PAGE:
It is possible for an application to be deactivated without being tombstoned. For example, if the user presses the Start button and then the Back button in rapid succession. For this reason, it is important not to do anything destructive in the Deactivated event handler. Your application should be able to continue after completing the Deactivated event handler without the Activated handler being called.


After an application has been deactivated and tombstoned, it is possible that it will never be reactivated. The user could launch the application again from Start, invoking a new instance of the application. Or, the user could launch several other applications, knocking the tombstoned application off of the back of the application stack where it cannot be reached with the Back button. It is also possible that the user will return to the application. This could happen if the user presses the Back button until the application is reached. Or, if a Launcher or Chooser was the cause of the deactivation, the user could complete the task or cancel out of it. When the user returns to a tombstoned application, it is reactivated and the Activated event is raised. In this event, an application can read values from the State dictionary in the PhoneApplicationService class to reestablish the state of the application that the user experienced before the application was deactivated. Like the Launching handler, applications should not access network resource or Isolated Storage within this event handler. Doing so will cause the application to launch slowly.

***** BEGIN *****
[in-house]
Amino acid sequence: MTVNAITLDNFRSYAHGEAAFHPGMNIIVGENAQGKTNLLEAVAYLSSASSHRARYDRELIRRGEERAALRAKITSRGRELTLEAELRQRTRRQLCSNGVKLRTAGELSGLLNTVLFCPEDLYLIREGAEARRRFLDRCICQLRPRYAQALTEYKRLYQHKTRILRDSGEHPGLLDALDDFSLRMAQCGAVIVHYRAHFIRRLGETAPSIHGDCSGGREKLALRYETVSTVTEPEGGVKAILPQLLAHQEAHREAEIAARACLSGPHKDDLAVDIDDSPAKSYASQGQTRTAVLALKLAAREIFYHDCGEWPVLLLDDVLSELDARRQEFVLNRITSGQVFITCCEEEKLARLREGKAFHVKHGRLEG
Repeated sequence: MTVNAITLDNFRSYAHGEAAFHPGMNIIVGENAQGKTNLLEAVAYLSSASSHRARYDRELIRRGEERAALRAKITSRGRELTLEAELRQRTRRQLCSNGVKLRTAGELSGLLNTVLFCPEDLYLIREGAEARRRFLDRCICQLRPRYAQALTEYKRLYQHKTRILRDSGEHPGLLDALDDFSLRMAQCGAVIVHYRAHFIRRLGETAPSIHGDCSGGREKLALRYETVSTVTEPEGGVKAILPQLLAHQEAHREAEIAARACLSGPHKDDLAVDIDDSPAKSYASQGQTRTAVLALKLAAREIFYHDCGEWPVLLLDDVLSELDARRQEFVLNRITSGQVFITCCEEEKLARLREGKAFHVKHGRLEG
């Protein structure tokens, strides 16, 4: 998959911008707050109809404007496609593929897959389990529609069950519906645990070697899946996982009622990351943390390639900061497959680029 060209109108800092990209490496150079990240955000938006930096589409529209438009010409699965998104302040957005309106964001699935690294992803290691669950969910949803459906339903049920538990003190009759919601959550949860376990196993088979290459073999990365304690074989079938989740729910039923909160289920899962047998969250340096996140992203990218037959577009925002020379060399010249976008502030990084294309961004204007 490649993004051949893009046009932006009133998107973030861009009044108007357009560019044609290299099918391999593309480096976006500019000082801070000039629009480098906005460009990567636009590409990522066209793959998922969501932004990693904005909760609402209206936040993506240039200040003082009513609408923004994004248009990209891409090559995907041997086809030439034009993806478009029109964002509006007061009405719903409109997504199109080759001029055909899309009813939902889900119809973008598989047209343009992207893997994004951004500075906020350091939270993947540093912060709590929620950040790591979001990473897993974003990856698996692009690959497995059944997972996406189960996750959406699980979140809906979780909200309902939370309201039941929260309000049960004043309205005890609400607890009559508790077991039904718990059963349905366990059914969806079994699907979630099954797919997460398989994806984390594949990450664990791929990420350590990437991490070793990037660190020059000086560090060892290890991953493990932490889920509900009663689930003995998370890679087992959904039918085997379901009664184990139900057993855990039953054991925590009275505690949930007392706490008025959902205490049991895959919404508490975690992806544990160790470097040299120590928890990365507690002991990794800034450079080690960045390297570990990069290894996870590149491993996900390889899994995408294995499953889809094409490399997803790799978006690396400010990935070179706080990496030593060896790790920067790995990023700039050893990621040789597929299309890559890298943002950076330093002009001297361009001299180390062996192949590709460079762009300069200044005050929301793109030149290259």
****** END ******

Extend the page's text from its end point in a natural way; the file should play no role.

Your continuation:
The following diagram illustrates the application life cycle for Windows Phone applications.


What Causes an Application To Be Tombstoned?

This section lists all of the actions that can cause an application to be deactivated and tombstoned.

User Actions

The following user actions may cause an application to be deactivated and tombstoned.

  • The user navigates away from your application by pressing the Start button.

  • The user stops interacting with the application and the phone’s lock screen engages. This behavior can be modified. For more information, see Idle Detection for Windows Phone.

Launchers and Choosers That Typically Do Not Cause an Application to be Tombstoned

In order to improve performance around several common user scenarios, the following Launchers and Choosers will typically not cause your application to be tombstoned. However, it is still possible that your application will be tombstoned when using these, so your application should be designed to handle this possibility.